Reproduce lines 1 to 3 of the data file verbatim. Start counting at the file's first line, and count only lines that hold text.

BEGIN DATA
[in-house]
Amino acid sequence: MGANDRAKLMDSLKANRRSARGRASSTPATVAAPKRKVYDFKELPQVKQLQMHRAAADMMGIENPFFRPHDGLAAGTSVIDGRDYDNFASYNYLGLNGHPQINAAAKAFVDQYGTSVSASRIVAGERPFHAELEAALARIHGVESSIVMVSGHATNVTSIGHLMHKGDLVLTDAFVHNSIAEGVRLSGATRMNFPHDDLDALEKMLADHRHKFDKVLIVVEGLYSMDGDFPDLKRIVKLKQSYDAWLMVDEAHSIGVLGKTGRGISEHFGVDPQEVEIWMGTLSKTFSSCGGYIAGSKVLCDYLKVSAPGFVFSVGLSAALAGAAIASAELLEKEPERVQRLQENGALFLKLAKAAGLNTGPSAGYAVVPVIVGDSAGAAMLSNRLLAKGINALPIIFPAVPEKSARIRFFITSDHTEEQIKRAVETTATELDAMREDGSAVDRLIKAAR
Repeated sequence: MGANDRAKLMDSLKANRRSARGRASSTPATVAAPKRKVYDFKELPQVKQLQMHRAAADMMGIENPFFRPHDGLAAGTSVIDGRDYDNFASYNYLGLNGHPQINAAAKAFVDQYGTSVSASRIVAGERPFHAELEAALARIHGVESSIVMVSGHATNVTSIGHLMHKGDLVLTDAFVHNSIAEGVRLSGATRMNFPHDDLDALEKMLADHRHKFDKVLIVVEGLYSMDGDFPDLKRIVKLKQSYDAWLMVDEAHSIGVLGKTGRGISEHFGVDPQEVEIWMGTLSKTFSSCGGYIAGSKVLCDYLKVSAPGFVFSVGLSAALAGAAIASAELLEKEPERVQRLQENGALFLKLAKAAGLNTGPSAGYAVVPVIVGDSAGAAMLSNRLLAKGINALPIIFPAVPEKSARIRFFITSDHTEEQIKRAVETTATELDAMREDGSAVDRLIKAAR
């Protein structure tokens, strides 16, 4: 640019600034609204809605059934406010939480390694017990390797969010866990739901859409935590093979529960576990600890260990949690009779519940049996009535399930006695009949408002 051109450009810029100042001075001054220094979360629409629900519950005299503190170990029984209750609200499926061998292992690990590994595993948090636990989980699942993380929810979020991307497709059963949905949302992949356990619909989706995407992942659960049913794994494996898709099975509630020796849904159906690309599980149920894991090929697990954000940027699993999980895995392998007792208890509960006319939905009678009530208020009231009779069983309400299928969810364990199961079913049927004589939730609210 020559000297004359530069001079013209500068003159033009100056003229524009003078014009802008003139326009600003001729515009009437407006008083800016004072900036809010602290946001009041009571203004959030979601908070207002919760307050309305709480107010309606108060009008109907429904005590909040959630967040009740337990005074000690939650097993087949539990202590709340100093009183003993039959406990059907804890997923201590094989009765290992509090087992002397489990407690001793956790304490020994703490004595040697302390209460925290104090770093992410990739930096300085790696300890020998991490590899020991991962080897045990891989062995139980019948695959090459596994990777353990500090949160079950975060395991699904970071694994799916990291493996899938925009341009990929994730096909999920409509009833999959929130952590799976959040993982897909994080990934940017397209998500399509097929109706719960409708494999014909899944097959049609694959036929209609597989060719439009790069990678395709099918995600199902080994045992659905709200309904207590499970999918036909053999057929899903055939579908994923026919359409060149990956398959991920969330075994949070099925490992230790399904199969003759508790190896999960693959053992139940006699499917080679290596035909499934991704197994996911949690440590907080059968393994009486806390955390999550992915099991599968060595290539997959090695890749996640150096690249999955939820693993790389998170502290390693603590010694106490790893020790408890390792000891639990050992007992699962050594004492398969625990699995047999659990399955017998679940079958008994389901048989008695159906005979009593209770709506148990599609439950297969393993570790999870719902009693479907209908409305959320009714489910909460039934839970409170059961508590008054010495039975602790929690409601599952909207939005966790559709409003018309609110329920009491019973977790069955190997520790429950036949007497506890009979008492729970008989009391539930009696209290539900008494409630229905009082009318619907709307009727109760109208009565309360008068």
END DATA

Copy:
[in-house]
Amino acid sequence: MGANDRAKLMDSLKANRRSARGRASSTPATVAAPKRKVYDFKELPQVKQLQMHRAAADMMGIENPFFRPHDGLAAGTSVIDGRDYDNFASYNYLGLNGHPQINAAAKAFVDQYGTSVSASRIVAGERPFHAELEAALARIHGVESSIVMVSGHATNVTSIGHLMHKGDLVLTDAFVHNSIAEGVRLSGATRMNFPHDDLDALEKMLADHRHKFDKVLIVVEGLYSMDGDFPDLKRIVKLKQSYDAWLMVDEAHSIGVLGKTGRGISEHFGVDPQEVEIWMGTLSKTFSSCGGYIAGSKVLCDYLKVSAPGFVFSVGLSAALAGAAIASAELLEKEPERVQRLQENGALFLKLAKAAGLNTGPSAGYAVVPVIVGDSAGAAMLSNRLLAKGINALPIIFPAVPEKSARIRFFITSDHTEEQIKRAVETTATELDAMREDGSAVDRLIKAAR
Repeated sequence: MGANDRAKLMDSLKANRRSARGRASSTPATVAAPKRKVYDFKELPQVKQLQMHRAAADMMGIENPFFRPHDGLAAGTSVIDGRDYDNFASYNYLGLNGHPQINAAAKAFVDQYGTSVSASRIVAGERPFHAELEAALARIHGVESSIVMVSGHATNVTSIGHLMHKGDLVLTDAFVHNSIAEGVRLSGATRMNFPHDDLDALEKMLADHRHKFDKVLIVVEGLYSMDGDFPDLKRIVKLKQSYDAWLMVDEAHSIGVLGKTGRGISEHFGVDPQEVEIWMGTLSKTFSSCGGYIAGSKVLCDYLKVSAPGFVFSVGLSAALAGAAIASAELLEKEPERVQRLQENGALFLKLAKAAGLNTGPSAGYAVVPVIVGDSAGAAMLSNRLLAKGINALPIIFPAVPEKSARIRFFITSDHTEEQIKRAVETTATELDAMREDGSAVDRLIKAAR